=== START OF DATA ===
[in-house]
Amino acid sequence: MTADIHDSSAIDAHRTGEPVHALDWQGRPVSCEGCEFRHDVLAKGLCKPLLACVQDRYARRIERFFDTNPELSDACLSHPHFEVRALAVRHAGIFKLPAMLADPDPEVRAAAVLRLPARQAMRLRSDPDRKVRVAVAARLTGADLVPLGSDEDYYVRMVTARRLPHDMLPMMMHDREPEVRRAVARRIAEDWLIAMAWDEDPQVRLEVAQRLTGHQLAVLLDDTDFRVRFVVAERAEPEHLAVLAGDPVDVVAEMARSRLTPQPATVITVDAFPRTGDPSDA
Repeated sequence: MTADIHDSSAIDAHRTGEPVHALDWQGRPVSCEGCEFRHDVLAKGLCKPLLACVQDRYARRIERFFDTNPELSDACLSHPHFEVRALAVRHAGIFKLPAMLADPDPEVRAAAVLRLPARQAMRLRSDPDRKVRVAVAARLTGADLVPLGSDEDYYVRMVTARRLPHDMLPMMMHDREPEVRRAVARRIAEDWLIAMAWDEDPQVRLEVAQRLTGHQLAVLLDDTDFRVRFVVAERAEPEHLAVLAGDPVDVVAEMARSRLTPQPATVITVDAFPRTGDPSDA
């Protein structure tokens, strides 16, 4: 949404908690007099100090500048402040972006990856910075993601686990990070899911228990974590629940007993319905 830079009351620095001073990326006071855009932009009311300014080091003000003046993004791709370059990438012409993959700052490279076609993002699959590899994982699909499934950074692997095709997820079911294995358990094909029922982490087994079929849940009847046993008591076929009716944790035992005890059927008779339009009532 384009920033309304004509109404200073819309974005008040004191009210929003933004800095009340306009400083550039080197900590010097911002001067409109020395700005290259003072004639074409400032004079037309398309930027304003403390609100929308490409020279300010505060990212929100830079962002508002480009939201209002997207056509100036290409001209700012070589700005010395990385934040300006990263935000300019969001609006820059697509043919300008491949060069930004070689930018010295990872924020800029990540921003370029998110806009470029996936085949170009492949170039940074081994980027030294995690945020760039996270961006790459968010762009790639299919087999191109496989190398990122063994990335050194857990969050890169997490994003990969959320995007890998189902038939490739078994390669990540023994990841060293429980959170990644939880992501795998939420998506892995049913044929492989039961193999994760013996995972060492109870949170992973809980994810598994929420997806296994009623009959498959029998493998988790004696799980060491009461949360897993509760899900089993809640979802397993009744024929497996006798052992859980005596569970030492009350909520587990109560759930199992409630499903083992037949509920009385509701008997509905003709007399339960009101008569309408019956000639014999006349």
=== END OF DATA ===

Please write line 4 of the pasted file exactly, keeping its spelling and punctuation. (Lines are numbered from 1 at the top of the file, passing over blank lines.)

């Protein structure tokens, strides 16, 4: 949404908690007099100090500048402040972006990856910075993601686990990070899911228990974590629940007993319905 830079009351620095001073990326006071855009932009009311300014080091003000003046993004791709370059990438012409993959700052490279076609993002699959590899994982699909499934950074692997095709997820079911294995358990094909029922982490087994079929849940009847046993008591076929009716944790035992005890059927008779339009009532 384009920033309304004509109404200073819309974005008040004191009210929003933004800095009340306009400083550039080197900590010097911002001067409109020395700005290259003072004639074409400032004079037309398309930027304003403390609100929308490409020279300010505060990212929100830079962002508002480009939201209002997207056509100036290409001209700012070589700005010395990385934040300006990263935000300019969001609006820059697509043919300008491949060069930004070689930018010295990872924020800029990540921003370029998110806009470029996936085949170009492949170039940074081994980027030294995690945020760039996270961006790459968010762009790639299919087999191109496989190398990122063994990335050194857990969050890169997490994003990969959320995007890998189902038939490739078994390669990540023994990841060293429980959170990644939880992501795998939420998506892995049913044929492989039961193999994760013996995972060492109870949170992973809980994810598994929420997806296994009623009959498959029998493998988790004696799980060491009461949360897993509760899900089993809640979802397993009744024929497996006798052992859980005596569970030492009350909520587990109560759930199992409630499903083992037949509920009385509701008997509905003709007399339960009101008569309408019956000639014999006349």